Weeds. Wherever soil is exposed to sun, weeds WILL sprout. Get them when small. All too soon they’ll have deep roots, go to seed, and look you in the eye.

Seepage. Check your home’s basement. Mine used to have an inch or two of standing water whenever the ground became saturated during storms. A few years ago, a friend suggested a simple solution: Coat the concrete blocks that form the basement’s walls with a special paint that prevents seepage. Works great. Any home improvement store carries it.

Shop for plants.  Now’s a good time to accumulate plants you want to add to your garden. Rain-soaked ground is soft and easy to dig. Early spring is the best time to establish new plants, after all danger of frost has passed (here in Southern CA, that’s mid-March). Plants will take off in spring and won’t have to contend with summer heat while putting down roots. Don’t delay; if your garden is like mine, when the soil dries, it’ll be as hard as concrete.

Take photos as what-to-do reminders. When the weather clears, such issues are easy to forget.

The bottom line: Succulents are opportunistic when it comes to rain. Given adequate drainage, they absolutely love it!

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YouTube Videos:

Post-Rain Must-Do’s for Succulent Gardens Debra's post-rain must-do's video

How rain benefits succulents
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How Rain Benefits Succulents

How rain benefits succulents

Don’t be surprised if after a good rain, your succulents look brighter and more vibrant. Rain provides dissolved minerals and washes away dust that inhibits photosynthesis. It dilutes and flushes salts and harmful chemicals that have built up in the soil from tap water and provides nitrogen essential to growth, especially during electrical storms. It’s odd but true: Lightning nourishes plants.

To make the most of precious rain, collect it in buckets and use it to water house plants and in-ground succulents beneath eaves. When rain is forecast, move your container-grown patio plants where rain can soak them. (Once the storm is over, return them to their earlier location, lest sun scorch leaves—or if frost is a possibility.)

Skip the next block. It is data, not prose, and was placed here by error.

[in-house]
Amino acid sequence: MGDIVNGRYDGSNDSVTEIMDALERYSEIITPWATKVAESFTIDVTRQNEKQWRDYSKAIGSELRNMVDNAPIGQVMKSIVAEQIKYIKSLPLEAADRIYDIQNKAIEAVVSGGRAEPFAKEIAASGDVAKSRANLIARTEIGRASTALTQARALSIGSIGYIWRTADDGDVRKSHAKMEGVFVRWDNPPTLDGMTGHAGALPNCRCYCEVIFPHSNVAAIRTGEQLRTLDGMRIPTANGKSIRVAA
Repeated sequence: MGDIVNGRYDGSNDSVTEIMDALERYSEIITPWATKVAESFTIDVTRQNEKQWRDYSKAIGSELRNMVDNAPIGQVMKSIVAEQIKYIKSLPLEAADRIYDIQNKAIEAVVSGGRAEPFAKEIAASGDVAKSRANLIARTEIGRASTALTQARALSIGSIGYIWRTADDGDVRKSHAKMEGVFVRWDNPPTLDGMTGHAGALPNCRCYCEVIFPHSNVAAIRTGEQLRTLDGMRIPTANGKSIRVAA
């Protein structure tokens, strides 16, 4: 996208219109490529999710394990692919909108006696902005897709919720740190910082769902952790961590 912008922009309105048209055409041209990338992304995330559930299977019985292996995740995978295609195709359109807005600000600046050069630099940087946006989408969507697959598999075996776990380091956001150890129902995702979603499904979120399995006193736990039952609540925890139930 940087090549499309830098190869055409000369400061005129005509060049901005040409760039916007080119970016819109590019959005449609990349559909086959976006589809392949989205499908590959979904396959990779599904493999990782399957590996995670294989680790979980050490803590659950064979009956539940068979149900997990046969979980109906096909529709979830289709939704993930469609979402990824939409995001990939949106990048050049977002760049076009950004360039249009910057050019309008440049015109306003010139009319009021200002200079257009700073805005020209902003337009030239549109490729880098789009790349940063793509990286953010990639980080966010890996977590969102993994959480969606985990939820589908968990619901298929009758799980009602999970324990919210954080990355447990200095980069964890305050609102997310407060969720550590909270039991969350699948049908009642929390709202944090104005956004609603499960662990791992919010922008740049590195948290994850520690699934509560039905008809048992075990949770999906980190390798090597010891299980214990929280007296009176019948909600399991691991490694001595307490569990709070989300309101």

Succulents do best in regions where annual rainfall is less than 25 inches.  Excessive amounts can cause roots to rot, especially if soil stays soggy. Prepare for this by growing the plants in coarse, fast-draining soil, on a slope or atop a berm.

how rain benefits cactus

 

My blog post, Succulents and Too Much Rain, A French Solution describes a French botanical garden’s simple but effective method of protecting its cactus collection.

Opuntia appears to dance

Of all succulents, cacti seem to respond the most dramatically to rain. No surprise; they’ve been waiting all year for it. If they weren’t rooted, they’d be dancing. Opuntia (paddle) cacti that have been doing a whole lot of nothing for months rapidly grow new pads that can double the size of a young specimen in a matter of weeks. It’s as though the pads were water balloons being squeezed; the resulting bulge is a new leaf.

how to protect succulents from excess rainfall

And then there are ribbed cacti…those that look like round or columnar accordions. You can almost hear their crenellations pop and stretch as they plump with water. They’re such simple plants—not much more than balls or bats—and yet the way they grow is amazing. The process of becoming engorged with rainwater exposes more of their skin to the sun, enabling photosynthesis, which equals energy, which in turn fuels new growth. In the heat of summer, those same ridges and valleys deepen, shading and protecting the plant.

Now that succulents are hugely popular, I’m asked how to grow them in tropical climates that have a great deal of rainfall. It’s like asking how to grow monkeys in Alaska. Sure it’s possible, but is it worth it? By definition, succulents have the quality of succulence: juiciness. They’re expressly designed to get by without a lot of rainfall. The flip side is that they don’t survive well with it. So grow them in containers, and move them under shelter when the weather turns too wet. Even then, in humid climates, they may mildew. In which case, move them indoors, provide lots of sunlight and fresh air, and keep a dehumidifier going. (And get my book, Succulent Container Gardens. I wrote it for succulent lovers in challenging climates.)

Frost protection for succulents

Rainstorms are often followed by clear, windless nights, during which the temperature may drop near freezing or below. Many succulents are frost tender, meaning that at 32 degrees, the water in their tissues crystallizes, expands, and bursts cell walls. This can turn leaves to putty, irreparably damaging the plants. You can gain several life-saving degrees by covering your succulents with sheets, lightweight fabric, or frost cloth. But not plastic, which by trapping moisture and blocking light and air can cause more damage than it prevents.

Frost burned aeoniums

If your succulents have been damaged by frost, they’re not necessarily goners. Learn more about this in my recent posts: Oh, No, My Succulents Froze! and Frost Damaged Succulents? Here’s What to Do. Notice the damaged tips on these aeoniums? No need to do anything. In a few months the older leaves will dry and fall off, and the rest will be hidden by new growth.